BLOOMINGTON — Nico Collins took his time walking off the field Saturday night. Helmet off, Collins peered up at a cluster of visiting Michigan fans. He heard a few “Let’s go Blue” chants mixed in with “Beat Ohio,” a smattering of yells rendering both incoherent.

Collins looked up and pointed his right arm at the fans. They responded in kind.

It was the final act — disappearing into the locker room shortly after — on a night Collins likely won’t forget any time soon. One in which the talents that have been plainly apparent to any casual fan finally met the expectations that came with them, when potential fused with production and became a tantalizing reality.

“Nico was just ridiculous out there today,” said Michigan coach Jim Harbaugh. “Great game for Nico Collins.”

As Collins and senior linebacker Josh Uche sat down to speak to the media following Michigan’s 39-14 drubbing of Indiana on Saturday, Uche grabbed hold of the stat sheet, gestured to Collins and pointed to what could only have been Collins’ line. 

As he saw it — six catches, a career-high 165 yards and three touchdowns — Uche’s eyes widened in excitement. Collins shook his head and smiled.

It’s a smile that the junior has worn through questions about targets and opportunity, frustration and struggles. One that’s stayed steadfast as he’s been handed the mantle of explaining the inexplicable: How a 6-foot-4 receiver with All-American-level ball skills had just 66 career catches coming into Saturday.

There will be no such questions any longer.

“Man’s a beast,” Uche said. “I been know that. Everyone in the organization, we knew that. But it’s like, anyone can be a practice All-American. But to see it come to fruition on game days is magical. Knowing what somebody’s capable of doing and seeing them execute, it’s just great to see.”

For Collins, it wasn’t a night that seemed preordained for anything out of the ordinary — at least, at first. His outsized performance began, in earnest, in the middle of the second quarter, shortly after he and his unit had made some tweaks.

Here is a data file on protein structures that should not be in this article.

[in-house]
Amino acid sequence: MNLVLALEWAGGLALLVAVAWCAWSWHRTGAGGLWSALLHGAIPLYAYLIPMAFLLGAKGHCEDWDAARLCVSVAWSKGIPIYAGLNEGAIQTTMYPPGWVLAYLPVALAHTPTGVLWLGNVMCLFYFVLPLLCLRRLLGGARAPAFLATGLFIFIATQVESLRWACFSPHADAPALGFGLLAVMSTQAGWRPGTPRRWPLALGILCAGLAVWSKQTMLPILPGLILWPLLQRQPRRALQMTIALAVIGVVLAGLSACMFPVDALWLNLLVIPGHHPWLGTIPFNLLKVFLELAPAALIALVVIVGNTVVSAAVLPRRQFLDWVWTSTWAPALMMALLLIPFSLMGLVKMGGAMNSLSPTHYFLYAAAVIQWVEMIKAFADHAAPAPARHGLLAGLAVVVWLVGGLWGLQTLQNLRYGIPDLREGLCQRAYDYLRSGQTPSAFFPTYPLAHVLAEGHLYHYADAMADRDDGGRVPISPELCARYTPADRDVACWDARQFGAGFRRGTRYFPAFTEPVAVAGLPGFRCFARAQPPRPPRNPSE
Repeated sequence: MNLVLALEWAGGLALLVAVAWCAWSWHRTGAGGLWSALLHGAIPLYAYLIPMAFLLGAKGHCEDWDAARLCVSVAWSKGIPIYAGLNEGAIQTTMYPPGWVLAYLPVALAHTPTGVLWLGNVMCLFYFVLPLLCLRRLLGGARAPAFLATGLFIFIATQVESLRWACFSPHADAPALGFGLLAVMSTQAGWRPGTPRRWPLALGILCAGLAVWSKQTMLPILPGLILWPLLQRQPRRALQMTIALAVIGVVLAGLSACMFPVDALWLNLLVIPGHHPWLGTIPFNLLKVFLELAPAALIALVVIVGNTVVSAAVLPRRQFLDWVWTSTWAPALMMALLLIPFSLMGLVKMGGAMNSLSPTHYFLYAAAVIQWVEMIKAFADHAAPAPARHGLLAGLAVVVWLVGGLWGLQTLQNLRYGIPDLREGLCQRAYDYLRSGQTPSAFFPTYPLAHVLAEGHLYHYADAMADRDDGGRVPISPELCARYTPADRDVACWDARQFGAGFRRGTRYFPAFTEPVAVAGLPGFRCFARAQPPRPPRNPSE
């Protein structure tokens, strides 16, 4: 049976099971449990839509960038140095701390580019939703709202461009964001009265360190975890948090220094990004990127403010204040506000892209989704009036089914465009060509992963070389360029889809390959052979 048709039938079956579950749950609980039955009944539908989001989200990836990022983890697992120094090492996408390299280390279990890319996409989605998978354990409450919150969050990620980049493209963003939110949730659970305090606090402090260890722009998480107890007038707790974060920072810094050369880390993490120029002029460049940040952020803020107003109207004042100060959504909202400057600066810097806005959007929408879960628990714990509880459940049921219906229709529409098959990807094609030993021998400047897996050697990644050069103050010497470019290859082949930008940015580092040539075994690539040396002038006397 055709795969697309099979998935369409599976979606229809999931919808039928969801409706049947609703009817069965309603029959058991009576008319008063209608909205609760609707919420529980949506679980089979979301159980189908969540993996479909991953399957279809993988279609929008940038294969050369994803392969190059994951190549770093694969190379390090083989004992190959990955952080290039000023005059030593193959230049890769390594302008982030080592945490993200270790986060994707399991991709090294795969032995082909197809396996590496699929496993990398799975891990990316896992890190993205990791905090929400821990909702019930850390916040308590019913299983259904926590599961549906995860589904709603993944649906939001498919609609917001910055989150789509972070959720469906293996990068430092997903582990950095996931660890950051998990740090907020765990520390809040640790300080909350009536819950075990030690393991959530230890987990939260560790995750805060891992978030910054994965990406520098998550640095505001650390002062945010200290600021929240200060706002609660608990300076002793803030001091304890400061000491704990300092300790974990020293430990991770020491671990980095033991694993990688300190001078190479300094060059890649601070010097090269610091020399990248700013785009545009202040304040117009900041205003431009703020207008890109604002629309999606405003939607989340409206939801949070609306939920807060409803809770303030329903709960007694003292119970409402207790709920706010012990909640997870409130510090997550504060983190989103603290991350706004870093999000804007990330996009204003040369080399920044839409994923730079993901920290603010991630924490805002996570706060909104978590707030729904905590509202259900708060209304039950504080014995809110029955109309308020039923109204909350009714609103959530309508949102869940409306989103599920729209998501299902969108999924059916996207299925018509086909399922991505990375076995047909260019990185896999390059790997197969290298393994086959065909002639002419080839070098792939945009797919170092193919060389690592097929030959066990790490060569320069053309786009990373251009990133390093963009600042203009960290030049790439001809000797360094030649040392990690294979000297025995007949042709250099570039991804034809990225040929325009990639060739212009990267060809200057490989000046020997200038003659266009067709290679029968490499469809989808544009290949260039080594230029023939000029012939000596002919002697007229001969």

“As the game went on, we found ways to attack the defense. And that’s what we did,” Collins said. “It was kind of just, like, going to the sideline, (offensive coordinator Josh) Gattis asked us, ‘What do we see out there? What plays are working?’ And we told him. 

That gave Collins the chance to vocalize what he saw: Frequent one-on-one coverage with scant safety help over the top. Against an overmatched Hoosiers’ secondary, Collins knew what he could do if given the chance.

“I was like ‘The cornerback, I’m left one-on-one. (There are) back-side opportunities,’ ” Collins recalled saying. “(Senior quarterback) Shea (Patterson) believed in me, and I believed in him.”

He and Patterson subsequently connected on a 24-yard touchdown, leaping over a cornerback after a simple “go route” into the end zone for a 21-14 lead. 

But he was just getting started.

Late in the third quarter, the game teetering for Indiana, Collins darted over the middle on a slant route. Patterson delivered a bullet before the safety could cut it off, and Collins did the rest, galloping 76 yards for the knockout blow. 

“It was good to get Nico on some crossing routes, some slant routes, some deep ins,” Harbaugh said. “He’s very good at it, he’s a big target, a big catch radius, and his assortment of routes that he’s running has picked up quite a bit. And he’s coming through.”

His third and final touchdown came on a play that has become a staple in Michigan’s red zone arsenal, with Collins running a post over the middle, posting up like a power forward and using his big body to box out the cornerback. When executed, there are few cornerbacks that can win that battle one-on-one.

This particular instance — the exclamation point on the night — was a 19-yard connection to extend the Wolverines’ lead to 39-14, where it would end a quarter later. Collins stood up and flexed both arms. He walked to the sidelines, where he’d remain the rest of the night. Collins’ 165 receiving yards spearheaded a receiving corps that accounted for 366 in total.

Things won’t come nearly as easily next week against Ohio State, perhaps the nation’s best team. But as the Wolverines try to pull off a feat few expect, facing a challenge that requires the best performance of the season and then some, there is one main source of hope.

“Shea’s going through the reads, finding all the receivers,” Collins said. “That’s pretty much it. He’s just going through the progressions, finding the open receiver. He’s giving us a chance.”

Saturday, Nico Collins took his chance. Next Saturday, Collins will be instrumental in helping his team take theirs, too.

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